This is a response to a new early childhood music teacher who had a lot of questions and thinks starting early makes the most difference.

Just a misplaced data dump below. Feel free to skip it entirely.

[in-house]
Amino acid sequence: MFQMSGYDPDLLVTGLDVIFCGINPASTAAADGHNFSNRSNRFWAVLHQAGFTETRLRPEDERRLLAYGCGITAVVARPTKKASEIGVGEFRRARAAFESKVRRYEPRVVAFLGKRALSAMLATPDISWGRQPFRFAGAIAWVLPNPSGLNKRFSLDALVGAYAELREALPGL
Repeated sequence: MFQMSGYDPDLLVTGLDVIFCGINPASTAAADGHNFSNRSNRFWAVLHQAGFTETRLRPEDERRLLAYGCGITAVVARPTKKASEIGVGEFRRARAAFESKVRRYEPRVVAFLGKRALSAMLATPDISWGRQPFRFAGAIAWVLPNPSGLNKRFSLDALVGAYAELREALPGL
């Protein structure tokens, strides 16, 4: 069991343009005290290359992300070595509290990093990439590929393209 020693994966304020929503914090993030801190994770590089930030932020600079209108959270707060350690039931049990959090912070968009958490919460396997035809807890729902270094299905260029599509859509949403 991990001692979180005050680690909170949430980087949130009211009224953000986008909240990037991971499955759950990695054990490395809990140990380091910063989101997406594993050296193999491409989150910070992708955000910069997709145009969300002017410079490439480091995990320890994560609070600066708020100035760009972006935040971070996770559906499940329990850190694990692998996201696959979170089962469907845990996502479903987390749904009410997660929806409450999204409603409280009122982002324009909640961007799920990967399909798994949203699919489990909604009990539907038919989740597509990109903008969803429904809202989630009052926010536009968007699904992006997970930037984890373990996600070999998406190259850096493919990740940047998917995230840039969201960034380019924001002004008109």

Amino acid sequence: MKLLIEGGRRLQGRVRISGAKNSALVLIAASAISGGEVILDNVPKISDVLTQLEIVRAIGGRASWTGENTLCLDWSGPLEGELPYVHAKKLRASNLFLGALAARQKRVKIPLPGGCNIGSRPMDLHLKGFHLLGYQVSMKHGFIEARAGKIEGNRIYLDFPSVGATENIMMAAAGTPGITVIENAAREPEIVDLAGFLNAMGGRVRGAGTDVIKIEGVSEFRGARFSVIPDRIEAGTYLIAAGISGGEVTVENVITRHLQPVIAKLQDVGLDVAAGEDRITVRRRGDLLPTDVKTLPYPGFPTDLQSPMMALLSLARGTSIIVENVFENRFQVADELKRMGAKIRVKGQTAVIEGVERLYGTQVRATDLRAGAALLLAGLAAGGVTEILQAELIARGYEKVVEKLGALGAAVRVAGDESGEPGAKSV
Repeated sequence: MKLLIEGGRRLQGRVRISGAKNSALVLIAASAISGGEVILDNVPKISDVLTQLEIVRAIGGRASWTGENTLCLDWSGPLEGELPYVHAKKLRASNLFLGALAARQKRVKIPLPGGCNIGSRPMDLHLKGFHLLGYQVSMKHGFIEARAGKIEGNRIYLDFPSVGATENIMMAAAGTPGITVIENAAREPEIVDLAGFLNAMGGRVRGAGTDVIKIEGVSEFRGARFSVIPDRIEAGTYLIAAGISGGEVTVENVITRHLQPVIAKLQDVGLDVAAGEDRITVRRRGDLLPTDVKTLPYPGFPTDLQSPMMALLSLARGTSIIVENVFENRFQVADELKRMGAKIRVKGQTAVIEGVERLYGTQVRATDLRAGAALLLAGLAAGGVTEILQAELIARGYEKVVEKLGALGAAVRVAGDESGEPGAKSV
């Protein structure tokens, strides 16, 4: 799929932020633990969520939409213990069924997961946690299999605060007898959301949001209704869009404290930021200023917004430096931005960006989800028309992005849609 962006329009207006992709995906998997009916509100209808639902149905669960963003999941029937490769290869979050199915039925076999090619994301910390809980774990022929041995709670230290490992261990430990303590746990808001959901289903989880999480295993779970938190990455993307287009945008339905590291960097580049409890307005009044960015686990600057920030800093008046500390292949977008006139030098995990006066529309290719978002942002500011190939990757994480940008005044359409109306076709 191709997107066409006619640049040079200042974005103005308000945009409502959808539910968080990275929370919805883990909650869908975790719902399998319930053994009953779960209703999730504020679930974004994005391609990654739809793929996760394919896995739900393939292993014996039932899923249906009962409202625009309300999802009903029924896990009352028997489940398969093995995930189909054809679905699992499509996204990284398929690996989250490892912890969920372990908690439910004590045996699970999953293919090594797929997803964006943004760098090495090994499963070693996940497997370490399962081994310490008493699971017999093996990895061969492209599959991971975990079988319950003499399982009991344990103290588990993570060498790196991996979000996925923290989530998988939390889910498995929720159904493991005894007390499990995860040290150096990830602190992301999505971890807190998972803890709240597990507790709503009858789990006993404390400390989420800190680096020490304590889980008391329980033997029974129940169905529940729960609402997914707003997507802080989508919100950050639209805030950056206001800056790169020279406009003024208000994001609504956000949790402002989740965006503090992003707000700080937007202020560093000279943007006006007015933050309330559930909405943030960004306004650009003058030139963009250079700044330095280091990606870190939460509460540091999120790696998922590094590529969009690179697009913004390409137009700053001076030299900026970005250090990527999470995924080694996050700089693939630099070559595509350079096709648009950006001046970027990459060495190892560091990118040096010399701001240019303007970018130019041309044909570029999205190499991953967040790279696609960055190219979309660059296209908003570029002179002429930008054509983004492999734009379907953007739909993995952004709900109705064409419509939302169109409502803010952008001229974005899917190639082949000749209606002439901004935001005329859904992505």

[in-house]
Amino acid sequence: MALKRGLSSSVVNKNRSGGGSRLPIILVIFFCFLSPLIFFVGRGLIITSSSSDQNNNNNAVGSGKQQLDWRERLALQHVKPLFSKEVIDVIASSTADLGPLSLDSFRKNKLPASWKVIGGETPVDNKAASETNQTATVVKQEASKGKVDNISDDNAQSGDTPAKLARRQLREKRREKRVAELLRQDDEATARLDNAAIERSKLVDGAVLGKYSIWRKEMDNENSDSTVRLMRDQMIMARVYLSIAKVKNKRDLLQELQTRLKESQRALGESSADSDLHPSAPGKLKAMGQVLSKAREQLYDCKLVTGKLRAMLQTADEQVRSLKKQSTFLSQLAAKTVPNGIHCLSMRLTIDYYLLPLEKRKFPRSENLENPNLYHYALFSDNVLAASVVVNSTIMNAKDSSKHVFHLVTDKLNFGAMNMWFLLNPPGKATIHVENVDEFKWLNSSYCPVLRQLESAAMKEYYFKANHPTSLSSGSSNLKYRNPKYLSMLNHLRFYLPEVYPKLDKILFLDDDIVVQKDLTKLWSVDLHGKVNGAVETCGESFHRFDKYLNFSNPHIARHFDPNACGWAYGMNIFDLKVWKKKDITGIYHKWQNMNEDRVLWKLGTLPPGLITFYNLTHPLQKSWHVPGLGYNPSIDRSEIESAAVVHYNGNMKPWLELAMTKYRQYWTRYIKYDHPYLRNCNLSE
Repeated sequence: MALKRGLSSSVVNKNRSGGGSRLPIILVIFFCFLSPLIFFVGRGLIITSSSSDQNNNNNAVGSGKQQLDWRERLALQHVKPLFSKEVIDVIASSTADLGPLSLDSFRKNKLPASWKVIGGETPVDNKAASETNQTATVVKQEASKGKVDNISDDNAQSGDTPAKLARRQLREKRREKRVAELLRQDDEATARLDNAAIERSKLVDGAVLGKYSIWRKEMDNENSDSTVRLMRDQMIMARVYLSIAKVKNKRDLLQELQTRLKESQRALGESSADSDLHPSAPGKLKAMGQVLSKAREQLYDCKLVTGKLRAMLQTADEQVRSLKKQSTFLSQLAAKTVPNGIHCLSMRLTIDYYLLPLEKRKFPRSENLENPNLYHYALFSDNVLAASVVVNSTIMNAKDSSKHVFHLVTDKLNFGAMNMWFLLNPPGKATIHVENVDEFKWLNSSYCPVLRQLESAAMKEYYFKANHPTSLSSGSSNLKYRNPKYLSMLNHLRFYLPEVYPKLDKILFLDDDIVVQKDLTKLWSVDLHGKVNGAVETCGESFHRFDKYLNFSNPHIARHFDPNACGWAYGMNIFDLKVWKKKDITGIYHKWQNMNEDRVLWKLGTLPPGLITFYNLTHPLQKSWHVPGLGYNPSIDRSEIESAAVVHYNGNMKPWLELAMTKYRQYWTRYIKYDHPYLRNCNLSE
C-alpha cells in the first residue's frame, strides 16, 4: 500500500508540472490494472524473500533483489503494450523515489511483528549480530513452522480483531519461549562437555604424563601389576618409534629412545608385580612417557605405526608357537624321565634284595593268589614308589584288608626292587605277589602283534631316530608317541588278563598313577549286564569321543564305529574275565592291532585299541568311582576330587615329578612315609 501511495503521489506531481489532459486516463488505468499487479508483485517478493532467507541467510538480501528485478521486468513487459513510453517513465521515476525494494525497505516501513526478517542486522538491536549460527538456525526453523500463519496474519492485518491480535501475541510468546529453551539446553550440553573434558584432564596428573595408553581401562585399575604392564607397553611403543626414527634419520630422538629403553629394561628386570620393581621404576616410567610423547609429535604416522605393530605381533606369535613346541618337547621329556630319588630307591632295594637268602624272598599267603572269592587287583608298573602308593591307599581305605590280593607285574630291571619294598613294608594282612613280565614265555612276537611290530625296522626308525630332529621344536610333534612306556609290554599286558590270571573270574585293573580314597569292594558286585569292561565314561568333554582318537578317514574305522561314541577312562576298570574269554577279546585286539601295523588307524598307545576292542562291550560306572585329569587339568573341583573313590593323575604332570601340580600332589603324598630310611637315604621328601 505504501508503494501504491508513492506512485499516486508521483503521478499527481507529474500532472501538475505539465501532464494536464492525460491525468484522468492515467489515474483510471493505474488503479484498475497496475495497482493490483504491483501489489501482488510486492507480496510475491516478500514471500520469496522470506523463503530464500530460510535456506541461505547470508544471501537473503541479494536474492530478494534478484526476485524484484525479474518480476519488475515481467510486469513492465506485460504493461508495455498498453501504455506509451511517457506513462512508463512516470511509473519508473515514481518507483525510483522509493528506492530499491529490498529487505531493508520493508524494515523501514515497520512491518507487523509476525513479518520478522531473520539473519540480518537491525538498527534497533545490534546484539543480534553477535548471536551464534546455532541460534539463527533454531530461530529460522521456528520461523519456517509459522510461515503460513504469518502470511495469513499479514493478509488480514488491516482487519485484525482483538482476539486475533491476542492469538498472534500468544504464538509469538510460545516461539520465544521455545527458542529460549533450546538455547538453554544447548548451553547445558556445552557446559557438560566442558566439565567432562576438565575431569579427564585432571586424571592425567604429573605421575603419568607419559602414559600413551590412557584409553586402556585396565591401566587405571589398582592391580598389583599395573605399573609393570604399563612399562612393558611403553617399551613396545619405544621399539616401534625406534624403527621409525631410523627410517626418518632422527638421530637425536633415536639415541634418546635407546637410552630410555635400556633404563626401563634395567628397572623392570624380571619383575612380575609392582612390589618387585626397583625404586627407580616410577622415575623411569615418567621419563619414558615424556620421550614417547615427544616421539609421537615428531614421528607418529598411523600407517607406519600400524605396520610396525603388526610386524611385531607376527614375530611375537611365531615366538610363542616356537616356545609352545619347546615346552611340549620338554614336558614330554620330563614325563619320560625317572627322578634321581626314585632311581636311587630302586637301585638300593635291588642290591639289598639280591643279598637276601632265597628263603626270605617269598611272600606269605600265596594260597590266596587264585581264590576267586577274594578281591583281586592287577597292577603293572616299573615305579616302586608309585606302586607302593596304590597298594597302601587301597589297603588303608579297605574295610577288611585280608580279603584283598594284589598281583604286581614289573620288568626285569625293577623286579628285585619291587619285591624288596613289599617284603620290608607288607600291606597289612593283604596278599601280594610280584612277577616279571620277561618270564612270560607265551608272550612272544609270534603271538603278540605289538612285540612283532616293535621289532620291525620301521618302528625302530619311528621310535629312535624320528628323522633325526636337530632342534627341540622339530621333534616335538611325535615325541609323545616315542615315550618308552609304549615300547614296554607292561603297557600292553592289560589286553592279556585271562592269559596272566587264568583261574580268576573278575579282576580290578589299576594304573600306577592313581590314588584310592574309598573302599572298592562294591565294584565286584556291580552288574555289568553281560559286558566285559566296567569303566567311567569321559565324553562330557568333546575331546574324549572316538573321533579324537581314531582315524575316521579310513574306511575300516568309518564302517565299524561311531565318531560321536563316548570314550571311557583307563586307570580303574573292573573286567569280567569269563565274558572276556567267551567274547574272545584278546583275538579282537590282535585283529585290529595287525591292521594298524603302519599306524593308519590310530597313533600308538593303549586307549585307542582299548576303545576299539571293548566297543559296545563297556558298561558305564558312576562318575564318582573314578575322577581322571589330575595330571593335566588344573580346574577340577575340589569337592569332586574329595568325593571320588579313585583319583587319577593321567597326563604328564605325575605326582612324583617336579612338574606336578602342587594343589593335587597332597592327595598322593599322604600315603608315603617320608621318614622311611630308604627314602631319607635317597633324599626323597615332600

First off, just sing and chants tons and tons of repertoire. Find out what they really like and do a bunch of it. Play great great music. Use CDs of the Masters (classics, jazz, blues, all styles are great to expose young ones to—just have to find the right content). Dance to it and be expressive. GO crazy over the top in modeling your enjoyment of what you do. Don't talk much "about" anything. On the other hand, I do tell children when they're not using their singing voices, at age 3 or so. At 4 or 5, I tell them they are singing different tones than me if they're not in tune. I distinguish tones from rhythm by having them show me their singing voices for tones and their talking voices for rhythms. I do a wide mix of individual patterns—diatonic and arpeggiated patterns—with a mix of sounds and syllables. This is especially so in 2-3 year olds. I find that singing ooo-ooo, say on D to A above middle C in the key of D helps children use their singing voices. Then I use the syllable BUM when they're ready—very infrequently before 4 years old. You have to keep listening and learning from the children. They'll demonstrate for you what their needs are if you are challenging them appropriately. Sometimes I stretch too far, other times not far enough. That's why I like EC sooo much. Yes! I'm with you that this will make the most difference in the long run.